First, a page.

**
4. 1. DecreaseKey(p,d)**

This operation lowers the value of the element at position **p**
by a positive amount **d**. It is used to increase the
priority of an element. We have to find a new
position of the element according to its new priority
by **percolating up**.

**
4. 2. IncreaseKey(p,d)**

This operation increases the value of the element at position
**p** by a positive amount **d**. It is used to
decrease the priority of an element. We have to find a new
position of the element according to its new priority
by **percolating down**.

4. 3. Remove(p)

With this operation an element **p** is removed from the queue.
This is done in two steps:

- Assigning the highest priority to
**p - percolate p up
to the root.**
- Deleting the element in the root and filling the
hole by percolating down the last element
in the queue.

What does it mean to assign the highest priority?

We need to have
a sentinel value for the priorities - a value that is
less than

all possible values assigned as priorities. For example, if
the priorities are positive numbers,

the value 0 will be a sentinel
value.

4. 4. BuildHeap

This operation takes as input **N** elements and places
them into an empty heap

through successive inserts. The worst case running time is bound by O(NlogN).

However, there is another algorithm to build the binary heap,
that runs in **O(N)** time.

The idea:

Given an array of elements to be inserted in the heap, treat the array as a
heap with order property violated, and then do operations to fix the order
property.

Let the array A be:

--- 150 80 40 30 10 70 110
100 20 90 60 50 120 140 130

A[1] is the root, A[1] = 150. Its children are A[2] and A[3], the children of
A[2] are A[4] and A[5], etc. The corresponding tree is:

In order to fix the order property we compare the nodes with their children
starting with the rightmost node at the height 1.

- 110 is less that its children - OK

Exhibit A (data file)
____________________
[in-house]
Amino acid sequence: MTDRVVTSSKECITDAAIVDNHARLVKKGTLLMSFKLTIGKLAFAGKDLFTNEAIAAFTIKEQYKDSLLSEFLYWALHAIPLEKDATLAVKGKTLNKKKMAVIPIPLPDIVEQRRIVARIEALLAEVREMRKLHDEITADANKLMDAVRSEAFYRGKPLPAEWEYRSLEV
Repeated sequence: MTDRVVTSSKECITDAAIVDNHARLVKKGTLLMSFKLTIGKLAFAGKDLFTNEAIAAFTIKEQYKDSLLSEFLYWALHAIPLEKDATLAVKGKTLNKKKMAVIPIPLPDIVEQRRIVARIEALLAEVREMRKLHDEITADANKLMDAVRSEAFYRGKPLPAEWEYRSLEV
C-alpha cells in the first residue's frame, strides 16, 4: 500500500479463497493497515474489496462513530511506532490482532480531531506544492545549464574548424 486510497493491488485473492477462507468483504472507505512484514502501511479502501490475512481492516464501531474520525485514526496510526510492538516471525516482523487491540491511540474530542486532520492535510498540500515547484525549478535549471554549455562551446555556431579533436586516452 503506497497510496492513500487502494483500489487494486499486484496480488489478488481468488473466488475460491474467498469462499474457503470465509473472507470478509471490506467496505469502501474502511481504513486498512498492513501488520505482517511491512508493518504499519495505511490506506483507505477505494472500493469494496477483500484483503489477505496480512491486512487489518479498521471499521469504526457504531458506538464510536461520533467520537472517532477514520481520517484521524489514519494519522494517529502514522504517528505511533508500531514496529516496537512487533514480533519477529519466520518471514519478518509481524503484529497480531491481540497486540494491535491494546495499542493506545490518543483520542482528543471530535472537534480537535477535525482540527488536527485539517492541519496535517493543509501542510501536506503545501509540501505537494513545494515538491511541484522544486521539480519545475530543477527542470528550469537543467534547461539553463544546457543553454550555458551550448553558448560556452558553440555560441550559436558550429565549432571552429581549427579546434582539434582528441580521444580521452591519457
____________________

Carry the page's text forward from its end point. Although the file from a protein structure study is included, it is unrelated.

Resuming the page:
- 70 is not less than its children . 50 is the node to go up one level.
- 10 is OK
- 30 is not less than its children, 20 is the node to go up

After processing the nodes at height 1 we have the following tree:

Next we examine the nodes at height 2:

- 40 is OK
- 80 needs to be percolated down twice.

The new tree will be:

Next we examine the node at height 3 - the root

150 needs to be percolated down three times - until it gets to the bottom

(Double dotted line indicates two percolates)

Now the tree is in order.

Complexity:

The worst case for a node at height **k** is **k** percolations.

Thus at worst the number of operation is equal to the sum of the
heights of
the nodes in the tree.

**Theorem:** For a perfect binary tree of height **h**
containing **N = 2 **^{h+1}
- 1 nodes,

the sum **S** of the heights of the nodes is
**S = 2 **^{h+1} - 1 - (h + 1) = O(N)

**Proof:**

We can see that the tree has 1 node at height **h**,
2 nodes at height **h - 1**, 4
nodes at height **h - 2**, etc. Thus we have:

nodes height

1 (2^{0}) h
2 (2^{1}) h - 1

4 (2^{2}) h - 2

8 (2^{3}) h - 3

…….

2^{h} 0

Hence we have

S = S 2^{i}
(h - i), i = 0 to h

S = h + 2(h - 1) + 4(h - 2)
+ 8 (h - 3) + …. 2^{(h-2).}2 + 2^{(h-1).}1 (1)

Multiply by 2:

2S = 2h + 4(h - 1)
+ 8(h - 2) + 16 (h - 3) + …. 2^{(h-1).}2 + 2^{(h).}1 (2)

Subtract (1) from (2):

S = h -2h + 2 + 4 + 8 + …. 2 ^{h}

= - h - 1 + (2 ^{h+1} -
1)

= (2 ^{h+1} - 1) - (h + 1)

Note: 1 + 2 + 4 + 8 + …. 2 ^{h }= (2 ^{h+1}
- 1)

Hence S = (2 ^{h+1} - 1) - (h + 1)

Hence the complexity of building a heap with N nodes is linear **O(N)**